THE DAY SMOKE BECAME A BACKGROUND

AUSTERE PATTERN

 

I have always been excited about shooting pattern and rhythm in my photography, especially so when they occur out in nature. When using pattern, one has the ability of keeping the composition really simple without the risk of losing visual impact.This photograph was taken back in 2007 in the heart of the Drakensberg Mountains (near Cathedral Peak) and forms part of a series entitled Austere Pattern. It was photographed during late winter when the forests were dry without much foliage. Early one morning I spotted a small cluster of trees down in a valley, a few kilometers off the main road. The light was not great at the time, so I decided to wait for better light before attempting to photograph them. Later that afternoon an extensive area of bushveld nearby the trees had caught fire. Smoke bellowed into the air and by four o`clock that afternoon the sky had turned ash grey in colour.

 

I headed down towards the group of trees, unsure of what to expect. Much to my frustration, I walked around and around and could not find an exciting composition at all. Although the light was great as it had softened though the atmospheric haze, the fire had devastated most of the surrounding bush, making it near impossible to create a composition without including a burnt area in the background. After an hour or so without much success the light had started to fade and I was about to head back to camp when I looked up and spotted some beautiful patterns in the canopy of trees. The smoke had muted the blue in the sky completely: creating a back lit, “charcoal sketch” type of feel. After a while I eventually found a composition where the branches stretched out towards a central point creating a very graphic and balanced impression.I am all for pre-planning in photography.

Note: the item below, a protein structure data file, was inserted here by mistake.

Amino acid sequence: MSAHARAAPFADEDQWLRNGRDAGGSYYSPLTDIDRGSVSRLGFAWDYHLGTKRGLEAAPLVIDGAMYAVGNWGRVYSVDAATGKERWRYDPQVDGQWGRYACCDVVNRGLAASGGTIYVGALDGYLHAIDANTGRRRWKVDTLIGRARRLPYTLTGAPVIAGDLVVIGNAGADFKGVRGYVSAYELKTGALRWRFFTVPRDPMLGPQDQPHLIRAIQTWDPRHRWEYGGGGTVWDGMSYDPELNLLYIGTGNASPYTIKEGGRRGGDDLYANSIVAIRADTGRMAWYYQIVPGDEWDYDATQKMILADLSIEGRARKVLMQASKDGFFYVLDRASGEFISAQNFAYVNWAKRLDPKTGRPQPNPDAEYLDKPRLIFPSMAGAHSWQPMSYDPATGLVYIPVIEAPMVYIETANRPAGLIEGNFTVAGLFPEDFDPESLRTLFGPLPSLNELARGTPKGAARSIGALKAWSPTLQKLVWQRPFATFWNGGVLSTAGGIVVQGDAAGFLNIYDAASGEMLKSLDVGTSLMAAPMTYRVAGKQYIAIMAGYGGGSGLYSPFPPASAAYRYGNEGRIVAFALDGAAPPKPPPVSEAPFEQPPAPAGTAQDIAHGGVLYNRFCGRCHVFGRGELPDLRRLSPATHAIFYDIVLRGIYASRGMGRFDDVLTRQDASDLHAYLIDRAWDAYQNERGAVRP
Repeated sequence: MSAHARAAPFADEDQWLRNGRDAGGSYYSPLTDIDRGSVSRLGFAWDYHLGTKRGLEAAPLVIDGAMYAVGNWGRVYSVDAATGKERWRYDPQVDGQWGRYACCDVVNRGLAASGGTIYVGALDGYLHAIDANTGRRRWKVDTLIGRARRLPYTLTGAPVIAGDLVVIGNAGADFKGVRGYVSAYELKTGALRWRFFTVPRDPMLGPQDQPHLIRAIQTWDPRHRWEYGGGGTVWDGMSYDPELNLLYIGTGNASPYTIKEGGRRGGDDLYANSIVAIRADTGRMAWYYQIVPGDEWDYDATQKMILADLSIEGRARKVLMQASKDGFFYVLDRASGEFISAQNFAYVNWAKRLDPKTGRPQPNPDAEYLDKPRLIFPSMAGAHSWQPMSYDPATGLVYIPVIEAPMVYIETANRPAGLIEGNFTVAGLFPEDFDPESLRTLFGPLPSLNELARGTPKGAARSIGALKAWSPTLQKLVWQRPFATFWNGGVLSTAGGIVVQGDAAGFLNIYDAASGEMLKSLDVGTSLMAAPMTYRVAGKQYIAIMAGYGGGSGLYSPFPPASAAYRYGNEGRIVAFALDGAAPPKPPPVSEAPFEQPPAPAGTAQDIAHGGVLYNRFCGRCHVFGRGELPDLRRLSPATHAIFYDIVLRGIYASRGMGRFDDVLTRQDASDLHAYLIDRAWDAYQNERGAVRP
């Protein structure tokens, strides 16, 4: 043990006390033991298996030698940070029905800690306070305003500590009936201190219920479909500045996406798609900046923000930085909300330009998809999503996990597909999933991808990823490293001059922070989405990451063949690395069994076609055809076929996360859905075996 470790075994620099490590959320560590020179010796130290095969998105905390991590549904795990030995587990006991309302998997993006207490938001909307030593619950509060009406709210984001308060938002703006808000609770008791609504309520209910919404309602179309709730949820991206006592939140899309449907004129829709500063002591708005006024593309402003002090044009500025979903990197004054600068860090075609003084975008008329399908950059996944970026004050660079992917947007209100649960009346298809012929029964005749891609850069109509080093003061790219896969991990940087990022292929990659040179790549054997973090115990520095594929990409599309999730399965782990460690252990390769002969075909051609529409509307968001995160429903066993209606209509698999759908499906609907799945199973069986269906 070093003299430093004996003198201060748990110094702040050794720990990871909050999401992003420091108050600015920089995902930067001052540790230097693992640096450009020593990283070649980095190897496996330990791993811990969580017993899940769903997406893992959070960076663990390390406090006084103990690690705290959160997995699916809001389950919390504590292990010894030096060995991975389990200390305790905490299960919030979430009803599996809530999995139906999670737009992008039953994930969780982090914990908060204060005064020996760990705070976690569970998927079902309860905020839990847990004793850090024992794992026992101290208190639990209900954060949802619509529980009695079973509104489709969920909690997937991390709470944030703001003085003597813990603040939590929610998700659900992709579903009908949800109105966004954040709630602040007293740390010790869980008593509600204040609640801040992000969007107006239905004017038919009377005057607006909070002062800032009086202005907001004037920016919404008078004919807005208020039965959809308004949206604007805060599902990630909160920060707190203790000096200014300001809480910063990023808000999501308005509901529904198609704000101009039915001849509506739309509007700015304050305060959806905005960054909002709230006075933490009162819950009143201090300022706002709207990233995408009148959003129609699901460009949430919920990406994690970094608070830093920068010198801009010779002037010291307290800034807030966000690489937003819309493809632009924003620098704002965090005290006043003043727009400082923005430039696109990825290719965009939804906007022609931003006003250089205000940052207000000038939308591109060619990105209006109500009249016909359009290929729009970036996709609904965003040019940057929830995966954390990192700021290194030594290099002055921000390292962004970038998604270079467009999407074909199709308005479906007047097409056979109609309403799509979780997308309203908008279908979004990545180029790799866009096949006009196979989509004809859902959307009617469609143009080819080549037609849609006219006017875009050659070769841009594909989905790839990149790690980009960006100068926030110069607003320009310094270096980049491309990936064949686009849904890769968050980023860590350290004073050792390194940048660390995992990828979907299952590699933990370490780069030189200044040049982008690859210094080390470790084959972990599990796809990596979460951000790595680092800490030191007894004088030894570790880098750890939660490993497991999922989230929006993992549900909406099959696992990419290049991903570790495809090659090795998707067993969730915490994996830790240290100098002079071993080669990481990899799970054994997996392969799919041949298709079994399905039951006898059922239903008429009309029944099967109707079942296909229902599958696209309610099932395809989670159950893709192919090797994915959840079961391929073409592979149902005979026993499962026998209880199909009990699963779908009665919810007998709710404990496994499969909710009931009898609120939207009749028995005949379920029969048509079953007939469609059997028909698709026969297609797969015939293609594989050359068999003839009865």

Often I will spend hours upon hours seeking out the perfect composition, which I then might only photograph some time later when the light is at its best. Nevertheless this picture is a good example of an opportunistic approach. Just when I thought that I was wasting my time the best shot was actually there waiting to be taken! This bears testimony to the fact that there are photographs everywhere; one just has to be patient and continue looking.

 

Enjoy Martin

 

 

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